REVIEW: DSP – Falls behind in time in every possible aspect
Any actor who has become weary of playing distinctive, difficult, and mentally tough roles may take
a break and work on a cheerful, easygoing commercial film to unwind. Vijay Sethupathi may choose
something like DSP with no issues because he has already switched to roles like Sethupathi, Karuppan,
Rekka, and others. The issue with DSP, though, is that its narrative, story, production, and screenplay
are all glaringly antiquated.
The script is written in such a way that once the action starts, any audience can guess what will
happen next, and the movie did not disappoint. The protagonist, for example, is a typical sluggish,
carefree young man waiting for his government job and spends the rest of the time hanging around
with his pals. The protagonist is ridiculous, frivolous, and stupid. The father of the hero is a decent,
industrious person who also tries to fit in with society. The villain is a renegade who still steals from
the market or takes land from the underprivileged. The cliché persists in that any of the
nicest and kindest characters near to the hero in the movie are finally put up to give their life to
bring about that “Thoongitu irundha mirugam” moment.
There are no shocks at all because every character follows a pretty predictable or, rather, well-
known trajectory. With the exception of one scene where he is referred to as a weird name for a
policeman, Vijay Sethupathi’s portrayal of Vasco Da Gama is unassuming, amusing, and he eases the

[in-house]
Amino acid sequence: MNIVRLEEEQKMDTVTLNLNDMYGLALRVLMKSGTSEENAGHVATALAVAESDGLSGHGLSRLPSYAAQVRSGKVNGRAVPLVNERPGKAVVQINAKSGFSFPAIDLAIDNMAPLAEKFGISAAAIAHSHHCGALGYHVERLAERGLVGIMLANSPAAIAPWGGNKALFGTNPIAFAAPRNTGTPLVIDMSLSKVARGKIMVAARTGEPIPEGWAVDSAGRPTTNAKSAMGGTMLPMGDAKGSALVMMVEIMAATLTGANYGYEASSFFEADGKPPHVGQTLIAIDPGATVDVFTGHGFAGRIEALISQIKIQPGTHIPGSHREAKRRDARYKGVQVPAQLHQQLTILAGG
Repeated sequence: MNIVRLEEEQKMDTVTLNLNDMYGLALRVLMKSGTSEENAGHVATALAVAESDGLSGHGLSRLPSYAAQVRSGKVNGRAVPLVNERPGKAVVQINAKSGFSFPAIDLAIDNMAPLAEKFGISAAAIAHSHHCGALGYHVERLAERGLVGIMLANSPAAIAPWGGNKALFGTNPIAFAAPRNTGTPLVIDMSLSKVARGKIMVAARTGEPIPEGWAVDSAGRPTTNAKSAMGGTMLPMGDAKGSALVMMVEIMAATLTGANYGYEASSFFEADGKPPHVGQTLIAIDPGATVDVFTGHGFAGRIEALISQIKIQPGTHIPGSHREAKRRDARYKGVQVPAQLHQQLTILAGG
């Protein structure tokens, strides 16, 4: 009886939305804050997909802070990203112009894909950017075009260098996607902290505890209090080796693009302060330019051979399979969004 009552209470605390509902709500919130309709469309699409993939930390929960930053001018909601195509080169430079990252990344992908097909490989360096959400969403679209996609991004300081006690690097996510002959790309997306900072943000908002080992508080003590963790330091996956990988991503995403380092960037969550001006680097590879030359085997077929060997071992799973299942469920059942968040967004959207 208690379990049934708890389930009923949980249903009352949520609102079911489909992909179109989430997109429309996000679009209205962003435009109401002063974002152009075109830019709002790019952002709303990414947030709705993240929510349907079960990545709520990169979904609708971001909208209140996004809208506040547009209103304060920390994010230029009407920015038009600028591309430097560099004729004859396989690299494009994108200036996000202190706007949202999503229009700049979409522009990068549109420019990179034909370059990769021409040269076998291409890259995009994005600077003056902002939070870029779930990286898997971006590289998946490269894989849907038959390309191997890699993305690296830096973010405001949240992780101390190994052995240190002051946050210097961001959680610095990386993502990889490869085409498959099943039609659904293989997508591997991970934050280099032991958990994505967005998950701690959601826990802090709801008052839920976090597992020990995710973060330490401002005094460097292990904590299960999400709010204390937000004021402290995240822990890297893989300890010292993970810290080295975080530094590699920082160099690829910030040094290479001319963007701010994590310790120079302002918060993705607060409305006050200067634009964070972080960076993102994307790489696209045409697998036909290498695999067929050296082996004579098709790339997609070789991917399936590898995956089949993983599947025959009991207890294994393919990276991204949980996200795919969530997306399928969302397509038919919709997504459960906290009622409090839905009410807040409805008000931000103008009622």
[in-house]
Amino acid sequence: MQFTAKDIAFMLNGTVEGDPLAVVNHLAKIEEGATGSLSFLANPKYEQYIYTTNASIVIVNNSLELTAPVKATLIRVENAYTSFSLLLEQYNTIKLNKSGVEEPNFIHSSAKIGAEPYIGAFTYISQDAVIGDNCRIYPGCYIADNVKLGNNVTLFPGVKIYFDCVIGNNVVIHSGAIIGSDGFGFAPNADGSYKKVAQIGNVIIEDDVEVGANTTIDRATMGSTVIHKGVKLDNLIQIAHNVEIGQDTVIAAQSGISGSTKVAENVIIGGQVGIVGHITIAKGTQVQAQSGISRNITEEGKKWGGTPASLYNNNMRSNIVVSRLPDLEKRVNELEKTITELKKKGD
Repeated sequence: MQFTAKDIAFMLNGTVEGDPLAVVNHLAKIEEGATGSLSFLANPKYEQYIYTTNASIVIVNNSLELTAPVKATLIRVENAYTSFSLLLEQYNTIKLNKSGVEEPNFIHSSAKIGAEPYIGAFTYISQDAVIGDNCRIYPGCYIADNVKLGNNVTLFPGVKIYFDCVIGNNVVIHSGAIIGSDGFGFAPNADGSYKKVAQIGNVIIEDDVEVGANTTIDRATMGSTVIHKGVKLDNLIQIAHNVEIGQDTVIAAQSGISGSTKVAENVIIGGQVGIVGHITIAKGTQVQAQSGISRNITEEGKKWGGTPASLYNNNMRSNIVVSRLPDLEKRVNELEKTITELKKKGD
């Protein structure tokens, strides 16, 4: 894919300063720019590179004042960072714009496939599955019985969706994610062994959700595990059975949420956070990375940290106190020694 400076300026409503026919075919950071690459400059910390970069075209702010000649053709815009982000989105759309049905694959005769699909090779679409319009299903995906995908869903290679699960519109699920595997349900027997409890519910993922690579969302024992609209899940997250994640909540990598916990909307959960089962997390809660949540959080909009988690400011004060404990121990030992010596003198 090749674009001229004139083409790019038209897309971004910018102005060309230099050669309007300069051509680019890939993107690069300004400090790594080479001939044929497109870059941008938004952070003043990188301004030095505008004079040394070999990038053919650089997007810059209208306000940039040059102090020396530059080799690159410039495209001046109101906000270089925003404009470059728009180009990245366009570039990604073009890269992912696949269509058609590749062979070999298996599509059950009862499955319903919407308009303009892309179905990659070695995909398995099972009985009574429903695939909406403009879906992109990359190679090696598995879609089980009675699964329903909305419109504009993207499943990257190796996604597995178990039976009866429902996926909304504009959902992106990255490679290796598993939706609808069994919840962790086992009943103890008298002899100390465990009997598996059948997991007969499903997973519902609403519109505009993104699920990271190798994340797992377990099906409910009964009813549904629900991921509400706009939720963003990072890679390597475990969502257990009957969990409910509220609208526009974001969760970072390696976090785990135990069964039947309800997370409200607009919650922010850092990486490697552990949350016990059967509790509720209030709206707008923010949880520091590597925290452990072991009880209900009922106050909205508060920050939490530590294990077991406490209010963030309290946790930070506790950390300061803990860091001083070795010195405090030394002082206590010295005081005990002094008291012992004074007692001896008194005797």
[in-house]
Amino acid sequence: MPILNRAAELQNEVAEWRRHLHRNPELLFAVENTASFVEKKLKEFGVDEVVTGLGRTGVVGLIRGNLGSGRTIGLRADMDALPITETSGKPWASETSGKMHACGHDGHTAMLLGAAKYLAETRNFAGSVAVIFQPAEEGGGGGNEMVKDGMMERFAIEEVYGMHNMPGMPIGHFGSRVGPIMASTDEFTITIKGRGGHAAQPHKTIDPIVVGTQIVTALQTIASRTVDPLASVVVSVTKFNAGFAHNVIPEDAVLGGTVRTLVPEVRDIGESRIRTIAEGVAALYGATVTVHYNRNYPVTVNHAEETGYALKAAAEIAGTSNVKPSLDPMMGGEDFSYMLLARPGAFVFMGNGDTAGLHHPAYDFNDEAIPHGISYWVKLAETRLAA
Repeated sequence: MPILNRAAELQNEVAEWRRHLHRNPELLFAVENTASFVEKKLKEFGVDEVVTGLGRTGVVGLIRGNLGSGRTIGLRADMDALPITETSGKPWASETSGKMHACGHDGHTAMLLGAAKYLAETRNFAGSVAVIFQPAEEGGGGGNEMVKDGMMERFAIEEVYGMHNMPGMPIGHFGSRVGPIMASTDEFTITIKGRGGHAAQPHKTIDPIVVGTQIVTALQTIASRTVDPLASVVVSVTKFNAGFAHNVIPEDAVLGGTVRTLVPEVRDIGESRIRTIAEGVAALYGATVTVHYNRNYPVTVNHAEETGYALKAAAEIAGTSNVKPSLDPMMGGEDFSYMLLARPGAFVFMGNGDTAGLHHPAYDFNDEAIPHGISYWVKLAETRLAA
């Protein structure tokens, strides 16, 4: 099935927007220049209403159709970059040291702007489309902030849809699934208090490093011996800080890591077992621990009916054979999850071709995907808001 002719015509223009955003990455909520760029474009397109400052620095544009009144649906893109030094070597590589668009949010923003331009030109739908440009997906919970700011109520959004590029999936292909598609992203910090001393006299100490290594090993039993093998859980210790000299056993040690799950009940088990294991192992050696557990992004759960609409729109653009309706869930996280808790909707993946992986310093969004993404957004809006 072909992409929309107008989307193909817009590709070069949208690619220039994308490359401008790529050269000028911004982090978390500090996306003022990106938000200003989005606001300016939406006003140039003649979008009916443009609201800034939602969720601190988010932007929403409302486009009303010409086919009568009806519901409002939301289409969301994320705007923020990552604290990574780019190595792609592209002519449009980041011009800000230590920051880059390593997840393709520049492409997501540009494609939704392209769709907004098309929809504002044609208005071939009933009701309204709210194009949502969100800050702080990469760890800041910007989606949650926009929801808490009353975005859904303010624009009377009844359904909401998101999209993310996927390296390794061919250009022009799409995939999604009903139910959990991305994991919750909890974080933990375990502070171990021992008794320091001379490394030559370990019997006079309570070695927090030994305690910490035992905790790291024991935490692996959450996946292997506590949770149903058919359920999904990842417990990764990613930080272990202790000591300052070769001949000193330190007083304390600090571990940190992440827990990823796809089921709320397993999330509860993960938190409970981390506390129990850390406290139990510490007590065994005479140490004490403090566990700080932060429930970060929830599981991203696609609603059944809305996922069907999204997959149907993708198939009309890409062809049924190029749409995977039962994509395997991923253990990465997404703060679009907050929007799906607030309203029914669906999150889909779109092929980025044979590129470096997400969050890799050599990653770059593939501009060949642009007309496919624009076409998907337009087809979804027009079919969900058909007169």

part with his customary sarcastic comments to the villains. However, there are times when I’m
perplexed by his responses to the villain until he clarifies with his other performers. The most
dramatic role in the movie is arguably played by Anukeerthy Vas as Annapoorani, but she manages
to keep it in check most of the time thanks to the dubbing. It’s likely that Ilavarasu, who plays
Murugapandi, is the sole character to have scored among the array of actors.
The songs didn’t have much of an impact, and the attempt to differentiate “Nalla Iruma” from other
soup songs online also failed. With Pugazh in the first half and a lot of actors in the second, the
comedies aren’t amusing. Aside from the comedies, the movie appears to be split into two parts,
one before and one after the intermission, with the necessary commercial components in both. The
stunt scenes are the main component that, despite all the clichéd situations, may improve any
commercial action movie. DSP needed more creativity in the action scenes to redeem it to some
level, but it ultimately comes off as rather ordinary.
The narrative of the hero taking down minor villains one by one before taking down the main villain,
as well as the screenplay’s formula for the right ratio of music, comedy, action, sentiment, and love
in the right order, make DSP a film that is far too late for the big screen.
Talk to me about your favourites and know the Unnoticed.
This is Madhan Ranganathan (a) Felix Kingsley - Behind the Mirrors
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